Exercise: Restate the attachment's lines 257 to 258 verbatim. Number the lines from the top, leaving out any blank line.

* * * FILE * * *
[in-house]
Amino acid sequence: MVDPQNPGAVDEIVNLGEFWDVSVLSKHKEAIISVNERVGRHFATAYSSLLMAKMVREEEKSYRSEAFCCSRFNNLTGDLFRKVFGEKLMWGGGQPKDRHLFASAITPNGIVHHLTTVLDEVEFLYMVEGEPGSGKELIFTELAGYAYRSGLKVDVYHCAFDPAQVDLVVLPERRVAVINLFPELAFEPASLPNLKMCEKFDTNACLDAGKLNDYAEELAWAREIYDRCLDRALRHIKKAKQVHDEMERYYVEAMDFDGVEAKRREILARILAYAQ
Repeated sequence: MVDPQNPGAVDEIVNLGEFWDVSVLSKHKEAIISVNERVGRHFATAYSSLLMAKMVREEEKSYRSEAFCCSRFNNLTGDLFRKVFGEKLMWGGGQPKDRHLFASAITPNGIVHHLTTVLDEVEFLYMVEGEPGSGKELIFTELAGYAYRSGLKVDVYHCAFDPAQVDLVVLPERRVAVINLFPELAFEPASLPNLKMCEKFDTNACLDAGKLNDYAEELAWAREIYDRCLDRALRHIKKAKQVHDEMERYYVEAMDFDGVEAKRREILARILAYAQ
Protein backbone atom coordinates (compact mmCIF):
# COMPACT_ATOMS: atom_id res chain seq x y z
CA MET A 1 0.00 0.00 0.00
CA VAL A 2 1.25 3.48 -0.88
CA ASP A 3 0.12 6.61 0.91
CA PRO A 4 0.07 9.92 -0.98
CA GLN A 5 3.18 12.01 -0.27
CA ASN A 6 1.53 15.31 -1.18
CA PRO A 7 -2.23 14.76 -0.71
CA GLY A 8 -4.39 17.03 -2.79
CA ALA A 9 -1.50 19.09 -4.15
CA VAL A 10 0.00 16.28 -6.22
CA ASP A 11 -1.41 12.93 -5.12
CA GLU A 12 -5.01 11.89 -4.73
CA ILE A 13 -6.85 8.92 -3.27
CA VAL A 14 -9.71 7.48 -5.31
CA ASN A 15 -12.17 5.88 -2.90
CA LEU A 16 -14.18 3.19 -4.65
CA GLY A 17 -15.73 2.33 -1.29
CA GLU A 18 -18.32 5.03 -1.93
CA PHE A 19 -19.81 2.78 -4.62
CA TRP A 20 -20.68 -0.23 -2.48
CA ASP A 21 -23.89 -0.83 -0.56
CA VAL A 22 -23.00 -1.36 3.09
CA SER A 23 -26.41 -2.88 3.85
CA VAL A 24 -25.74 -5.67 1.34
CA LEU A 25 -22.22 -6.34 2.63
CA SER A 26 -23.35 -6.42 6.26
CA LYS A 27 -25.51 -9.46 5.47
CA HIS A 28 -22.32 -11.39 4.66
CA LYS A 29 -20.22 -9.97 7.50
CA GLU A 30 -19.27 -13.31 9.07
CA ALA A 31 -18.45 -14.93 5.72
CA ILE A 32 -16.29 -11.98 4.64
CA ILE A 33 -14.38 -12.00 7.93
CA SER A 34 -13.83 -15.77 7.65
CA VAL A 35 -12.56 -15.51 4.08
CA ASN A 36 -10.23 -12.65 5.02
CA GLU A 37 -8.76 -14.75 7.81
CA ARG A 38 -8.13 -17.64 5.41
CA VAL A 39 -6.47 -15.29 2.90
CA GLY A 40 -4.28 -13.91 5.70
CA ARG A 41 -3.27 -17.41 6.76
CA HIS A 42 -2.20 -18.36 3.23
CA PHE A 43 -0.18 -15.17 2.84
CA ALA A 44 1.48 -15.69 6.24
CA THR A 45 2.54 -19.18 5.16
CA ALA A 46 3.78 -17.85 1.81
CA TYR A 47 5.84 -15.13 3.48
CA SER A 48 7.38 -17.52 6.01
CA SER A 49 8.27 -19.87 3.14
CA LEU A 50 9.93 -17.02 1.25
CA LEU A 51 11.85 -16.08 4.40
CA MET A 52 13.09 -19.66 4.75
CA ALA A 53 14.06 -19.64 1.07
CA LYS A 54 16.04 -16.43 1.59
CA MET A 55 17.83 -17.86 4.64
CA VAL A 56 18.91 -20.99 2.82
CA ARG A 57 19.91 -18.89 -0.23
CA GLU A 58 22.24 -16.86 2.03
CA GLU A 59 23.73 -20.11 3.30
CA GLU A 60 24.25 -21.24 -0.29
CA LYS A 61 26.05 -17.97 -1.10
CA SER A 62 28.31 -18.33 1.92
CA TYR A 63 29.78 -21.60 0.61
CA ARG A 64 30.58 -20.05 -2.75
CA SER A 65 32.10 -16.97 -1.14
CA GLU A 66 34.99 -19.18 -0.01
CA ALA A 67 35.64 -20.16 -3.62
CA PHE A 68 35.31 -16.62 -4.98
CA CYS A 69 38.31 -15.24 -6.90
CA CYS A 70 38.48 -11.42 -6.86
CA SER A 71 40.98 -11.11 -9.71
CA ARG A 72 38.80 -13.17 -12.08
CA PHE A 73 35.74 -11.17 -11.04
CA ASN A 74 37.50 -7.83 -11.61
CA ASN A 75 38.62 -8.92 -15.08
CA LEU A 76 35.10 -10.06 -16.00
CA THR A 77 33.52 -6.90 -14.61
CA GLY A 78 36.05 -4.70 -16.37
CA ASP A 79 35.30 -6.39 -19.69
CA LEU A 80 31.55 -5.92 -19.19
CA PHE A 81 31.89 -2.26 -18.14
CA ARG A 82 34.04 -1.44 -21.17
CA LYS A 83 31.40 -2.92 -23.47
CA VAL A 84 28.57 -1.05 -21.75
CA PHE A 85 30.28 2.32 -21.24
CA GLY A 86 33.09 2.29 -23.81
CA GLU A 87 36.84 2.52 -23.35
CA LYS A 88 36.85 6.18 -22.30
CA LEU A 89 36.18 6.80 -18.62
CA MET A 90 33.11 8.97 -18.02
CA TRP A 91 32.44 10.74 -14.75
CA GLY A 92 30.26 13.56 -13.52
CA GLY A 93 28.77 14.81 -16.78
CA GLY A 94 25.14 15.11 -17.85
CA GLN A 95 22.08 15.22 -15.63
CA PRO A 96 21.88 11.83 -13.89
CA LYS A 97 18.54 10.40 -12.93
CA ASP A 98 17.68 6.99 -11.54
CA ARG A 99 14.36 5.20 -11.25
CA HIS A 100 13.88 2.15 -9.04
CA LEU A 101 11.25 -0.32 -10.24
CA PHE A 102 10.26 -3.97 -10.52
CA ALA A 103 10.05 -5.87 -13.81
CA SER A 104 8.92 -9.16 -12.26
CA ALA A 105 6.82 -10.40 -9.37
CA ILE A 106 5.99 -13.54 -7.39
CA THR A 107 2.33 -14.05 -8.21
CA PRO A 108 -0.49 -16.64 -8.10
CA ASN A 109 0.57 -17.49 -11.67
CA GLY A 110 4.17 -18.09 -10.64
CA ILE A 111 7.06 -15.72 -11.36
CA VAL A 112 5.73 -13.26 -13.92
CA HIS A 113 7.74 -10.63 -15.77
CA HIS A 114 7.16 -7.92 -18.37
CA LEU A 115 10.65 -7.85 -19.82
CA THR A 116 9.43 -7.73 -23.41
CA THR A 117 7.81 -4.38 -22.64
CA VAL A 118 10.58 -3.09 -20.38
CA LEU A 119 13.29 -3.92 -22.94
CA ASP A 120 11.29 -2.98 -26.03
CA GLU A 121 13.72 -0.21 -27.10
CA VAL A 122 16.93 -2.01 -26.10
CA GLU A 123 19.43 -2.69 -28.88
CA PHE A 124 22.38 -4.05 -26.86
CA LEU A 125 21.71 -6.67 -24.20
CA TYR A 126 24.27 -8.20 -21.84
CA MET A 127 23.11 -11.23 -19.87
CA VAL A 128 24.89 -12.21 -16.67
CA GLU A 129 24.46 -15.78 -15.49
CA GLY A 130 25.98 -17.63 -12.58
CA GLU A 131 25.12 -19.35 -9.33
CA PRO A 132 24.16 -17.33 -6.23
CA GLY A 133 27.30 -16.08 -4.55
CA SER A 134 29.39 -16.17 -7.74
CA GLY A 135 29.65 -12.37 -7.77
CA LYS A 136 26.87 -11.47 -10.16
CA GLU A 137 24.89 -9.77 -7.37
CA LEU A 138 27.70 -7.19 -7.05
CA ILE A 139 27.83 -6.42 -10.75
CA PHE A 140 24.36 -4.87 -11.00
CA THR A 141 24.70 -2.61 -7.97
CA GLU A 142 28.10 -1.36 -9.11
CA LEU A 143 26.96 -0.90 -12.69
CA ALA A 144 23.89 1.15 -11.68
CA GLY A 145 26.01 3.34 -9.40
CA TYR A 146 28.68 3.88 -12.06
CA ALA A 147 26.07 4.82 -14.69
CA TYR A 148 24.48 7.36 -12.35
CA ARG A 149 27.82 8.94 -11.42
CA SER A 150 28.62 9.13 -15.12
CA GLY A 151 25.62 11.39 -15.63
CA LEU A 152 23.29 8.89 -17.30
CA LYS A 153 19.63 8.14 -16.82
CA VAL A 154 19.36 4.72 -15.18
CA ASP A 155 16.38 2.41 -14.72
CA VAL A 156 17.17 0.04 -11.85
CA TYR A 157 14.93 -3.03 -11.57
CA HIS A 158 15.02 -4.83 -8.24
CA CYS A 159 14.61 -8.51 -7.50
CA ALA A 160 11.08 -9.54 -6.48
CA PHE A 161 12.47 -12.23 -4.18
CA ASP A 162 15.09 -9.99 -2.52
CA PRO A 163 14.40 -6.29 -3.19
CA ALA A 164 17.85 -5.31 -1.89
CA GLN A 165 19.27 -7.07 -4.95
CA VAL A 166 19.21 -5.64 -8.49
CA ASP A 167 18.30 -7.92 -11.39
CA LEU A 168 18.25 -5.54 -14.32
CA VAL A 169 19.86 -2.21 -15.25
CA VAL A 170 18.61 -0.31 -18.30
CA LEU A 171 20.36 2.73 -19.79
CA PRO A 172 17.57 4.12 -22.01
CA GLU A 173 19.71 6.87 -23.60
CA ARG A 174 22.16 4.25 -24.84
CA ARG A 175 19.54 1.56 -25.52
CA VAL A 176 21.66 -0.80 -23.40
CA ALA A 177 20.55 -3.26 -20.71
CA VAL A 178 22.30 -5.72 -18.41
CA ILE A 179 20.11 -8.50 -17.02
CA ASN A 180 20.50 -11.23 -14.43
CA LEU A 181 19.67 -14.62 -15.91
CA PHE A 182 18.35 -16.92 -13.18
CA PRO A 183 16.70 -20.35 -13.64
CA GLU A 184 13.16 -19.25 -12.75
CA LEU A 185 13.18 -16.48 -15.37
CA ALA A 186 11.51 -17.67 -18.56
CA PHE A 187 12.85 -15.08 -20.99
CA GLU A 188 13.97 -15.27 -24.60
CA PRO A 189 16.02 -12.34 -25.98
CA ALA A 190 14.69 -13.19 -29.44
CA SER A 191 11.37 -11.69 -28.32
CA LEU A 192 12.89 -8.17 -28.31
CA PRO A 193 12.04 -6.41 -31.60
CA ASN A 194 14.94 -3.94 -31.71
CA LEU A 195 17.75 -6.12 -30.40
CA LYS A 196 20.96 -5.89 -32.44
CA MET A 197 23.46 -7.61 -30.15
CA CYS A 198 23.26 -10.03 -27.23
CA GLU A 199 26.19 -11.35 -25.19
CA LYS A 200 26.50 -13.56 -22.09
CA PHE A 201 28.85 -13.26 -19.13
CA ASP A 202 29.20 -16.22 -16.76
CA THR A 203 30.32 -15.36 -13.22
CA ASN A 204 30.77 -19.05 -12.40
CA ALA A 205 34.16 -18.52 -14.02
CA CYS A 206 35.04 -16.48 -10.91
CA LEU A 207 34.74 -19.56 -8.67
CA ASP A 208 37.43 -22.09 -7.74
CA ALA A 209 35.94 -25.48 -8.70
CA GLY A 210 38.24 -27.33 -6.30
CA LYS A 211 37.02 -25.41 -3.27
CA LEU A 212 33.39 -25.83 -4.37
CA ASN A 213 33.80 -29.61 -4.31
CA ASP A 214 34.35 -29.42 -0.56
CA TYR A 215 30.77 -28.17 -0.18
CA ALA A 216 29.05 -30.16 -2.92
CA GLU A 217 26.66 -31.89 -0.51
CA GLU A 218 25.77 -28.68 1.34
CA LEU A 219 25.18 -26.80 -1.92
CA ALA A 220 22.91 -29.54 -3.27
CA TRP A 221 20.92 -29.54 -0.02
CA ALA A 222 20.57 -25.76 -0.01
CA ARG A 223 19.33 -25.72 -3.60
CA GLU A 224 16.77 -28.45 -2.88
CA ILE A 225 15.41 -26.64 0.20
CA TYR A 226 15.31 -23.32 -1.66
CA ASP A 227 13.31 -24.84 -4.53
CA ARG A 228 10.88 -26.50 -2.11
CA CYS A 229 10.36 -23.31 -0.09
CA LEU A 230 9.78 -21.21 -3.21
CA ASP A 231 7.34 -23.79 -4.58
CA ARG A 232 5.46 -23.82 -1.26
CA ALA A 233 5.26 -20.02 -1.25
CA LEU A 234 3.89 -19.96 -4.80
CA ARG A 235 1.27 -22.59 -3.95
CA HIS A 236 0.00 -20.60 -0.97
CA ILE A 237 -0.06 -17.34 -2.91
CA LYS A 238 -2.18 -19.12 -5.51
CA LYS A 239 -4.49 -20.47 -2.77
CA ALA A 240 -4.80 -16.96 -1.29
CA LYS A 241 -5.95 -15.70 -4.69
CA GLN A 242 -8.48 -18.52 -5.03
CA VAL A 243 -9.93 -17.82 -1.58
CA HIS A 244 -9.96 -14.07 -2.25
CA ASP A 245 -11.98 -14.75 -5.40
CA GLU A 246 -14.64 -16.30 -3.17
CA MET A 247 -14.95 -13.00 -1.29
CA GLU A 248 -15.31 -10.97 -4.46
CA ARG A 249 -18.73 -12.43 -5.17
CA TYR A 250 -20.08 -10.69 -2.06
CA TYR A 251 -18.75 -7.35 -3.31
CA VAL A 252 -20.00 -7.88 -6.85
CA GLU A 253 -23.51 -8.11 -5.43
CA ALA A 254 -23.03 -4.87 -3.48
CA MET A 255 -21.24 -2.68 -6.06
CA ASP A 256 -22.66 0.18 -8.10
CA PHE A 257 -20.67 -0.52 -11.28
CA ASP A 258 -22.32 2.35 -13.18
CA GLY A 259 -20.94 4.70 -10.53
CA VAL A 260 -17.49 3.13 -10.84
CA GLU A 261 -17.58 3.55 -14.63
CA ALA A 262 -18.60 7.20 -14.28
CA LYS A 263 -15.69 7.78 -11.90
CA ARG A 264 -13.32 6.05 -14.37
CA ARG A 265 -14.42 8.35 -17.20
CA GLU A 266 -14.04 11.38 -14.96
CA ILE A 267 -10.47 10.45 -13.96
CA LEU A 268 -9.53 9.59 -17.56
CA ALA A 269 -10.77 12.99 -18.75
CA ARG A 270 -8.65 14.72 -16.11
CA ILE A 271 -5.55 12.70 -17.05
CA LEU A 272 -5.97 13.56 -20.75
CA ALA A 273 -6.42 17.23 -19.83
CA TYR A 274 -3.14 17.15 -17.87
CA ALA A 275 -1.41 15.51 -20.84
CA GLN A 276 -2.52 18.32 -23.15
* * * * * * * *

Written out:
CA VAL A 252 -20.00 -7.88 -6.85
CA GLU A 253 -23.51 -8.11 -5.43